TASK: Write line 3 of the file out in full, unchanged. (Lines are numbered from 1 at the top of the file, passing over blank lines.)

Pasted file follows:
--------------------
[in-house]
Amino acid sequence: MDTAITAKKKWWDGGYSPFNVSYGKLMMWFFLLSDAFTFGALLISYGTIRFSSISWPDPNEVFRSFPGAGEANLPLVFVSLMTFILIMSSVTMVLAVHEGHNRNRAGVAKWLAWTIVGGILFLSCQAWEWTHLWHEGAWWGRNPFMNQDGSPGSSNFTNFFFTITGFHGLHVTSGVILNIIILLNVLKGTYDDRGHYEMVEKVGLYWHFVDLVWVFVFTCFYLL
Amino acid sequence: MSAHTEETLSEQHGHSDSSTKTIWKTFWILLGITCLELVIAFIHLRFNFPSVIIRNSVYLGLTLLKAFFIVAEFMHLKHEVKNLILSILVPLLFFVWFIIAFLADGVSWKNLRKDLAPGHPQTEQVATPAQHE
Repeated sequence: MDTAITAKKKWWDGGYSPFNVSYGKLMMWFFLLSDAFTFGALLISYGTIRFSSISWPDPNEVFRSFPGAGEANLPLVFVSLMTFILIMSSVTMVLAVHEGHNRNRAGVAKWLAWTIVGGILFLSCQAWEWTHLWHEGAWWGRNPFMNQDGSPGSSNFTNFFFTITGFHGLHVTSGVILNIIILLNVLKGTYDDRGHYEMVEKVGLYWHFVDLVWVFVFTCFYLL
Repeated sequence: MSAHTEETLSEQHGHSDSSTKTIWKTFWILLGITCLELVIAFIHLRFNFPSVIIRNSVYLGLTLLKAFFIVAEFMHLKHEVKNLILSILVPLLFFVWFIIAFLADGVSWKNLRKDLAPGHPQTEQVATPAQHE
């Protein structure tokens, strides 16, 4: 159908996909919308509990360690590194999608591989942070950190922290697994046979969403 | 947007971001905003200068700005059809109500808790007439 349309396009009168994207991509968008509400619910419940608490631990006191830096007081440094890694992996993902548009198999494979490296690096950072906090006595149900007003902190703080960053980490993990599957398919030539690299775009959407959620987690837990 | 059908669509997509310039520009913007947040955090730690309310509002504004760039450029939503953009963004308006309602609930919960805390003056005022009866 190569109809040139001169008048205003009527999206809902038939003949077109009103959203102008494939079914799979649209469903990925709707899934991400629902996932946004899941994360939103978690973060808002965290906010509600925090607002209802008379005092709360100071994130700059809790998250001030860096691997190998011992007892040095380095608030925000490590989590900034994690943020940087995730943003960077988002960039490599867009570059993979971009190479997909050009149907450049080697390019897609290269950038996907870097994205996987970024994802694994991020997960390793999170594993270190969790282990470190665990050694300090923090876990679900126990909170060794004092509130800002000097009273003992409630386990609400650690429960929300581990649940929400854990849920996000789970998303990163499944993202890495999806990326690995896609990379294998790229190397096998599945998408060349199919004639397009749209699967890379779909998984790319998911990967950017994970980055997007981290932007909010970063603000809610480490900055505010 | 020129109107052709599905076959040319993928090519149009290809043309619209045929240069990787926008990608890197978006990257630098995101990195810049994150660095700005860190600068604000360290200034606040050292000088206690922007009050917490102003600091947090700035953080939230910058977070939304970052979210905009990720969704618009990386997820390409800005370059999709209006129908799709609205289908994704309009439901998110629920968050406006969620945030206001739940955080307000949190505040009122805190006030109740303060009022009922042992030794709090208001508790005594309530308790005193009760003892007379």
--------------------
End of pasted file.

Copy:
Amino acid sequence: MSAHTEETLSEQHGHSDSSTKTIWKTFWILLGITCLELVIAFIHLRFNFPSVIIRNSVYLGLTLLKAFFIVAEFMHLKHEVKNLILSILVPLLFFVWFIIAFLADGVSWKNLRKDLAPGHPQTEQVATPAQHE